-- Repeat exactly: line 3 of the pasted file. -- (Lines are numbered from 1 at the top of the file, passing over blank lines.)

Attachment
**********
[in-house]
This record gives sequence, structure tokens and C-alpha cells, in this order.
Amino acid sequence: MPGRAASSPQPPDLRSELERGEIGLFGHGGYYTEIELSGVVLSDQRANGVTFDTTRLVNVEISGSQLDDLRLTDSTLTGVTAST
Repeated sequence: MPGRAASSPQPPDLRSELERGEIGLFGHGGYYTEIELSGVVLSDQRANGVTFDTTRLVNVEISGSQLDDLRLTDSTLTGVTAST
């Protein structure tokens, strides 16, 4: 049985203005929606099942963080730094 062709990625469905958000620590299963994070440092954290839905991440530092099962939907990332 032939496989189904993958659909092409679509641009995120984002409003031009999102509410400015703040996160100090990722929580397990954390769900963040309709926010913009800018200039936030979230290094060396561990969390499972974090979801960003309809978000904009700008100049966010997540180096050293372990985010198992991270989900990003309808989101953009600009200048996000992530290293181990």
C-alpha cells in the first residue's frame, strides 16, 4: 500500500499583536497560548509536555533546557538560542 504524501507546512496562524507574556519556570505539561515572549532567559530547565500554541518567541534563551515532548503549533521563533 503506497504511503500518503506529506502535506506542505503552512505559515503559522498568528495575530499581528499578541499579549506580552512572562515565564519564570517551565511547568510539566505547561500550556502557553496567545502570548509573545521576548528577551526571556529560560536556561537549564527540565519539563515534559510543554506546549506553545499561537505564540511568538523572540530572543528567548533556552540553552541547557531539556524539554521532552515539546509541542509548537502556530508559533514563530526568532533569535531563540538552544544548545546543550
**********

Amino acid sequence: MPGRAASSPQPPDLRSELERGEIGLFGHGGYYTEIELSGVVLSDQRANGVTFDTTRLVNVEISGSQLDDLRLTDSTLTGVTAST